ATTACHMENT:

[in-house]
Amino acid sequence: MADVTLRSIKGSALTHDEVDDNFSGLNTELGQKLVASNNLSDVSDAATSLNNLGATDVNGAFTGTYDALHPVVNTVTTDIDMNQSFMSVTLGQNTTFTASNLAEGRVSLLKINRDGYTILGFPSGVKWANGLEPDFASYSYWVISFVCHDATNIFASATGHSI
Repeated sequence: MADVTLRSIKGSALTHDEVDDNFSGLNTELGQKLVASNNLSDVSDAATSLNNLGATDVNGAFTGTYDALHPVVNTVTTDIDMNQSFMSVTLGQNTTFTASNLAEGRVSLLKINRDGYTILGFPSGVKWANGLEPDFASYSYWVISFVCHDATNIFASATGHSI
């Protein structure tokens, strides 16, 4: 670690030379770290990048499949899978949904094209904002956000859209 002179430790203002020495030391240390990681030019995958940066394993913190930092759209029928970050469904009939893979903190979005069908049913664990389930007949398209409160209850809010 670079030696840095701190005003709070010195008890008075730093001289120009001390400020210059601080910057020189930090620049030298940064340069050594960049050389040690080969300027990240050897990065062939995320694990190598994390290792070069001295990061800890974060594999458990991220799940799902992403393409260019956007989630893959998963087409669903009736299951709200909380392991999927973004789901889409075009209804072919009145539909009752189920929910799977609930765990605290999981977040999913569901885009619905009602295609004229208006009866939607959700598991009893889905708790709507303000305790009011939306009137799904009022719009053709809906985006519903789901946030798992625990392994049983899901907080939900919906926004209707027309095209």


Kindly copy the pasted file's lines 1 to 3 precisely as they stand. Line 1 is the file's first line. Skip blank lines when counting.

[in-house]
Amino acid sequence: MADVTLRSIKGSALTHDEVDDNFSGLNTELGQKLVASNNLSDVSDAATSLNNLGATDVNGAFTGTYDALHPVVNTVTTDIDMNQSFMSVTLGQNTTFTASNLAEGRVSLLKINRDGYTILGFPSGVKWANGLEPDFASYSYWVISFVCHDATNIFASATGHSI
Repeated sequence: MADVTLRSIKGSALTHDEVDDNFSGLNTELGQKLVASNNLSDVSDAATSLNNLGATDVNGAFTGTYDALHPVVNTVTTDIDMNQSFMSVTLGQNTTFTASNLAEGRVSLLKINRDGYTILGFPSGVKWANGLEPDFASYSYWVISFVCHDATNIFASATGHSI